Good afternoon, dear ladies and gentlemen,
Good afternoon, dear nurses,
As a patron of Looking for soul nurse campaign, I am absolutely delighted and pleased to welcome you all to the Riga Castle today.
As campaign has reached its end, we have gathered here today to express our appreciation to best nurses of the Children’s Clinical Hospital in 2019 according to their little patients and relatives.
Today is your day. Today we all want to say a big thank you to you. Today you can put all your worries aside. Today you can take a short break from you everyday rush. Today we want you to feel appreciated.
Although we do not see it, we can still feel the presence of all nurses throughout times who transformed the world, or at least ‘the face of medicine’, with their vision and actions in this room.
We feel the presence of Florence Nightingale, an English nurse who lived from 1920 to 1910. As a nurse, she went to Crimean war that lasted from 1853 to 1856. She survived the war and after the war she realised that patient care is a separate field of health care as important as doctor’s work.
We feel the presence of Florence Blake, an American nurse who lived from 1907 to 1983. She proposed and described the role and responsibilities of parents in helping nursing staff achieve the best health outcomes for their children. The term family-centred nursing care coined by her is widely used in health care.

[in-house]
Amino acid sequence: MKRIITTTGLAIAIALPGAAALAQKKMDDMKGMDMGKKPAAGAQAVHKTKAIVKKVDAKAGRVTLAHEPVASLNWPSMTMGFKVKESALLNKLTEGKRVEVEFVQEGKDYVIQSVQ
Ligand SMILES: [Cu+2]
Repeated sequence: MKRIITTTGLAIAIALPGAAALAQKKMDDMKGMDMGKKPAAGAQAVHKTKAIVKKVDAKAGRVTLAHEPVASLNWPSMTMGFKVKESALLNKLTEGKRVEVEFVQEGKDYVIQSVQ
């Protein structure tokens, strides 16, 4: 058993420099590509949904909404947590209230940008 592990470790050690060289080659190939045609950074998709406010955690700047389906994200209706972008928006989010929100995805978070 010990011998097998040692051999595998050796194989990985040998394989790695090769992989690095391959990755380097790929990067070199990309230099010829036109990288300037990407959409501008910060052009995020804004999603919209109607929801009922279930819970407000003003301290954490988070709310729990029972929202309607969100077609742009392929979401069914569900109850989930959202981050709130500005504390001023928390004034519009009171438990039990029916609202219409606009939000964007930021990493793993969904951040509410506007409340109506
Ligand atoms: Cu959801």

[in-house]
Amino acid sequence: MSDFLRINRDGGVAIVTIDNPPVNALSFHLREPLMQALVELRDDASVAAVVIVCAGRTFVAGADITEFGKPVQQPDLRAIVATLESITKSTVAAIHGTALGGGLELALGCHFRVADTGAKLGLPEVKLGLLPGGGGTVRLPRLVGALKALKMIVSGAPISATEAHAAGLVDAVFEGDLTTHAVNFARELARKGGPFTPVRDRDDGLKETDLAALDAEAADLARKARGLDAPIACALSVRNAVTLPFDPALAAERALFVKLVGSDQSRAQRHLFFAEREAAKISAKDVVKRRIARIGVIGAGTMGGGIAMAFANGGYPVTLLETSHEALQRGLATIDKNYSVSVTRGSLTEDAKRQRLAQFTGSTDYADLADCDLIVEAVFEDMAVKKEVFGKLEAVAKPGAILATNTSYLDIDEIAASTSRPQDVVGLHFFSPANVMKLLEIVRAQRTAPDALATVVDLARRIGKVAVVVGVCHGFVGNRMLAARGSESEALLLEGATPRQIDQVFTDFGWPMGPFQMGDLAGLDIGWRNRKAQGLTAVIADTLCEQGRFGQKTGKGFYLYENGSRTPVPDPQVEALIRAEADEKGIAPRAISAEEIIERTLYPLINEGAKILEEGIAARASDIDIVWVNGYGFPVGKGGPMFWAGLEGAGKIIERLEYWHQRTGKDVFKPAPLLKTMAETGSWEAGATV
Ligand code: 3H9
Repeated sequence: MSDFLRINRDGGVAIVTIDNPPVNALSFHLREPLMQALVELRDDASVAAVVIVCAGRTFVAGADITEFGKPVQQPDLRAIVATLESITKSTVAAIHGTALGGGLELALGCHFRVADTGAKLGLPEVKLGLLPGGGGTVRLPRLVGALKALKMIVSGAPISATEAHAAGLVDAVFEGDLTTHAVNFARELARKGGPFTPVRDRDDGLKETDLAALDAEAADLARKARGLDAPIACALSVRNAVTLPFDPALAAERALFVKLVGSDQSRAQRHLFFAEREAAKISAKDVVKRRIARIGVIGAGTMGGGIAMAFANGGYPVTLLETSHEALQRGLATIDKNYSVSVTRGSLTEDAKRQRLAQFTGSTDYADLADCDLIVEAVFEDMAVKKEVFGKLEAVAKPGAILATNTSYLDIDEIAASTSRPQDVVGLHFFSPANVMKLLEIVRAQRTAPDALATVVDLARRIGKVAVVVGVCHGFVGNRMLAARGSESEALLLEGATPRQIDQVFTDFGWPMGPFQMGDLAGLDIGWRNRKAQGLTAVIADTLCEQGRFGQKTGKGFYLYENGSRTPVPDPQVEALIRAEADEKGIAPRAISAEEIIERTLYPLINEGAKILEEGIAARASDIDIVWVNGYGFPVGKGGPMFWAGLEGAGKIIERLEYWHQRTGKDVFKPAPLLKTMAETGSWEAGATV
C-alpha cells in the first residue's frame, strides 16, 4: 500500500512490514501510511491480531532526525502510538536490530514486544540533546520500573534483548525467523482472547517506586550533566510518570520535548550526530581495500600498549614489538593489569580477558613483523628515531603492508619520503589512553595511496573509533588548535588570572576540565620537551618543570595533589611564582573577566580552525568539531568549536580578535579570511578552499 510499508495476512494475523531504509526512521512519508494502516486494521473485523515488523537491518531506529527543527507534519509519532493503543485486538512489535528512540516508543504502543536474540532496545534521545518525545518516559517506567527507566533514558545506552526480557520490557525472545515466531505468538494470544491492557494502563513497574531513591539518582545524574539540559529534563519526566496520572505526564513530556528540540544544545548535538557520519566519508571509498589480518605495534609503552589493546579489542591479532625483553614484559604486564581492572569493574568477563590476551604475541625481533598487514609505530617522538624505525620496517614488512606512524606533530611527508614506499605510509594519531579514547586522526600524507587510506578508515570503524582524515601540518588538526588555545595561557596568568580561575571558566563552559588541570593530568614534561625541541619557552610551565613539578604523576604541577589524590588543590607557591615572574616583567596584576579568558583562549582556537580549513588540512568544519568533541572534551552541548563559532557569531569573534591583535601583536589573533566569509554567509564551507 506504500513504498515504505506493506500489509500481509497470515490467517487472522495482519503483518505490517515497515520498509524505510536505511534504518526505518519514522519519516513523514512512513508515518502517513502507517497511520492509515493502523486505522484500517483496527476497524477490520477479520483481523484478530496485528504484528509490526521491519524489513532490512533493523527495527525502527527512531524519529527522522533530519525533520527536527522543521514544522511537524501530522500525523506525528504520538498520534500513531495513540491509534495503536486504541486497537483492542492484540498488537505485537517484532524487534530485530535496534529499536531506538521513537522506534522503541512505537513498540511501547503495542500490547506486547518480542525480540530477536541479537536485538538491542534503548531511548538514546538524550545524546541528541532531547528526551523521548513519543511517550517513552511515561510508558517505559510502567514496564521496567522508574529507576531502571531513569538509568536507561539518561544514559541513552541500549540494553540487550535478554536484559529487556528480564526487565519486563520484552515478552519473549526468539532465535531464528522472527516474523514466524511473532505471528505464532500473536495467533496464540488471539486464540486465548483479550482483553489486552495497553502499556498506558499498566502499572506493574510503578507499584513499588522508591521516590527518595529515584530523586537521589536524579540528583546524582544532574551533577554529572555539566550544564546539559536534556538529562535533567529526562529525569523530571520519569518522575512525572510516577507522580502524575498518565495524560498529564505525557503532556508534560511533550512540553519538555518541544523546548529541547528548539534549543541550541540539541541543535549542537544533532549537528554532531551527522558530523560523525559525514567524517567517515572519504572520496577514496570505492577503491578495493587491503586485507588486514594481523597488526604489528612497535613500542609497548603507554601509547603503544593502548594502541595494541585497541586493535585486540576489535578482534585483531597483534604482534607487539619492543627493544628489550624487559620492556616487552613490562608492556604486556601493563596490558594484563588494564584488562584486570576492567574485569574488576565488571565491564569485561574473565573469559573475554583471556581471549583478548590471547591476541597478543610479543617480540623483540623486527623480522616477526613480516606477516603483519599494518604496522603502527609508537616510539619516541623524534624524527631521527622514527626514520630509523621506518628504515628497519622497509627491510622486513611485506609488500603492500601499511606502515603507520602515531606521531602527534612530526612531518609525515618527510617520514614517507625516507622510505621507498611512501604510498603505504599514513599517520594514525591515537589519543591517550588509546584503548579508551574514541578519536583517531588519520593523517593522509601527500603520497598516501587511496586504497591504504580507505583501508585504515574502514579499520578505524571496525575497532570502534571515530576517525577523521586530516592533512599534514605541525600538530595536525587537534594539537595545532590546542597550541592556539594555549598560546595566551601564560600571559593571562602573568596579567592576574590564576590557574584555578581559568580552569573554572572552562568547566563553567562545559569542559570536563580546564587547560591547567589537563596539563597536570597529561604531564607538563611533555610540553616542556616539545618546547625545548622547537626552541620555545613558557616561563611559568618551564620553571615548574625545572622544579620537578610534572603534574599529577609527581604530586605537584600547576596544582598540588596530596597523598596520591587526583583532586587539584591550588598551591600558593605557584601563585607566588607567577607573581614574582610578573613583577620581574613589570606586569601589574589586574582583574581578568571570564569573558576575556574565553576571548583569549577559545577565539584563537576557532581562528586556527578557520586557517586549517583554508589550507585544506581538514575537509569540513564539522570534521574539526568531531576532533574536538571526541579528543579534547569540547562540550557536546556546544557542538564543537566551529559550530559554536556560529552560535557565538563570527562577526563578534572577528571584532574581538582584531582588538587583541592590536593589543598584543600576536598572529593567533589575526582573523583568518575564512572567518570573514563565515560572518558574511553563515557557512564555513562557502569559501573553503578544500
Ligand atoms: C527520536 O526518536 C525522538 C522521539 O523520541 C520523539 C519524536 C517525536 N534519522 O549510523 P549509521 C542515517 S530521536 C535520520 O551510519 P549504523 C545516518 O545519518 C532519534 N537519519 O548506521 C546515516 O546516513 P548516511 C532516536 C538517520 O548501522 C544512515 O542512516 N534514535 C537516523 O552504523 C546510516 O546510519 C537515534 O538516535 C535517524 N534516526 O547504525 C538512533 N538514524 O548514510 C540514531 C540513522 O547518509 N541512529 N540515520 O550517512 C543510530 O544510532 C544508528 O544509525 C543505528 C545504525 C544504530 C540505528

We feel the presence of Elsa Brändström, a Swedish nurse who lived from 1888 to 1948. She is a Swede born in Saint Petersburg and during the World War I served in Tsar’s army as volunteer nurse. Stationed in Siberia, she took care of wounded soldiers and war prisons from both sides of the trenches. We know her as the ‘Siberian angel’.
We feel the presence of Cicely Saunders, an English nurse who lived from 1918 to 2005. She realised and advocated for diversified palliative care for specific patients because each person or patient has different palliative needs than a patient who is, for example, recovering from appendectomy.
We feel the presence of Lidija Lasmane, a trained Latvian nurse who later became a political dissident. She firmly believed that Latvians are entitled to their own independent state and paid a heavy price for that.
The legacy of these women lives through you. Your thoughts, ideas and voice will always be heard in our society. Let me once again thank you for your professional dedication, kindness, optimism and patience, for having to trot up and down those long hospital corridors and tireless work day and night.